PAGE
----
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Arts & Culture

In Photos: A Peek at the Renovation of the Metropolitan Theater

If you have been curious about the progress of the Manila Art Deco building, here are exclusive photos of its restoration and how it looks now.

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Photography: METamorphosis Facebook page & Chinggay Labrador

It’s been 86 years since the inauguration of the Manila Metropolitan Theater, and the art deco structure has undergone storied transformations through the years.

Once a hub for zarzuelas, operas, and plays, the Juan Arellano-designed building has withstood the bombings of the Battle of Manila in 1945, has opened and closed twice, and was rehabilitated in the 1970s. But over the last few decades, this landmark of Philippine architecture was abandoned and left to fade with time.

Thanks to the efforts of the National Commission for Culture of the Arts (NCCA), the building was purchased from the GSIS in 2015, and is now undergoing massive restoration aimed to reach completion in 2020.



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“It’s important for us to engage the public in every phase of this project,” remarks consulting architect Gerard Lico. “Our ‘Journey to Restoration’ gives the public an opportunity to look at the building as it goes through a process of metamorphosis.”


With the lobby now brought up to speed with fresh coats of paint on the anay finish walls, art deco geometric-patterned lighting fixtures, and ironwork adorning the second floor of the main atrium, the prospect of accomplishing the first phase of restoration by June 2018 is easy to grasp. The lobby’s notable sculptures, Adam and Eve by Francesco Monti (Adam is being restored in the photo above, and Eve, in the photo below), are also currently being brought back to their original state.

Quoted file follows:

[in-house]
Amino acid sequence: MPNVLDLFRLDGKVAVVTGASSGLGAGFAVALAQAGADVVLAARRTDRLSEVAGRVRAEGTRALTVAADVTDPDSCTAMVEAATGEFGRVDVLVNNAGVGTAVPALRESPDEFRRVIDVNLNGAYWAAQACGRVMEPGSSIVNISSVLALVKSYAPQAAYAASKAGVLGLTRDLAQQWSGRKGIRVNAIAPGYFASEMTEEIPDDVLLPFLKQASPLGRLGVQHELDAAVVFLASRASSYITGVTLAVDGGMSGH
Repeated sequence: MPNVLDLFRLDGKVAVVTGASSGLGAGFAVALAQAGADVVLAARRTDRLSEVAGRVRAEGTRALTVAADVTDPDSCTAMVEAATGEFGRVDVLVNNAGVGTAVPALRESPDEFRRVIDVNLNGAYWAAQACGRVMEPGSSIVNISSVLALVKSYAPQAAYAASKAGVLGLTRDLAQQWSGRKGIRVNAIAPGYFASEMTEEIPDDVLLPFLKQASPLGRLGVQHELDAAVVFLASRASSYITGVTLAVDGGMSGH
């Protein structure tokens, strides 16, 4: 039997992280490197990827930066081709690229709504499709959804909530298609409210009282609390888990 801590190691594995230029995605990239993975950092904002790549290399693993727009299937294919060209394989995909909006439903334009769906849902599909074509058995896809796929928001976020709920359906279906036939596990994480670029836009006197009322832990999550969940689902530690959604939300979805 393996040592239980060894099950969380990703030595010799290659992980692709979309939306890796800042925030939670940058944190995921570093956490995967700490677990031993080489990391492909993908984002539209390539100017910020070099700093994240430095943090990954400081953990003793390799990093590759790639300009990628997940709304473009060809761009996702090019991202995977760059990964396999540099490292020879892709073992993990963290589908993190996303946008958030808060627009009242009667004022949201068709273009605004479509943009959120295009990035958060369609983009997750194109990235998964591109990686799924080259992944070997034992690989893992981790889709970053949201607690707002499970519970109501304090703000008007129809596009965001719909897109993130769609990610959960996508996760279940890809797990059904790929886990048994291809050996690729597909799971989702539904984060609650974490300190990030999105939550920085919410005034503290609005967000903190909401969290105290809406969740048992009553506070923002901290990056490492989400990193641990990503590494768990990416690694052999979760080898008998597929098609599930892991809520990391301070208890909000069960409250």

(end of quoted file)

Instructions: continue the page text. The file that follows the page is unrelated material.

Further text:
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Though the building is currently boarded up and shrouded in scaffolding, the exterior renovations are also evident to passersby. “We’ve cleaned and retained the white exterior of the building, and we’re now waiting for new coats of paint—which color to use is still in discussion,” says member of the Met Theater’s architectural staff, Timothy Ong.

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Bringing the public to participate in the Met Theater’s transformation is key in giving them a stake in the building’s future. With clean-up drives garnering 2,000 volunteers as well as the Met’s participation in the recent London Biennale, plus the recent revival of Escolta, there is reason to hope that the old capital’s Cultural Triangle (involving Escolta, the Met, and the Post Office) will come to a full revitalization. The tours of the current restoration help shed light, not just on the history of the Met but also on its intended future.

READ: 12 Hauntingly Beautiful Photos of the Metropolitan Theater (to take a look at the Met post-cleanup and pre-renovation)

Exterior


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According to Brian de Asis, the infamous pink walls of the Met were not true to Juan Arellano’s plans, but were actually done in the 1970s, when paint was donated for the revival of the building. Today, the façade is receiving some major restoration work and scrubbing to bring it back to its former glory.


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The sculptures depicting women on the Met Theater’s exterior are significant to Pinoy pop culture as they were later inspirations for local comic book superhero, Darna.


The Met’s stained glass windows (seen above in an older photo of the early stages of the renovation) have been returned to Kraut, the original supplier (and also manufacturer of Manila Cathedral’s windows), for safekeeping until the official reopening of the building.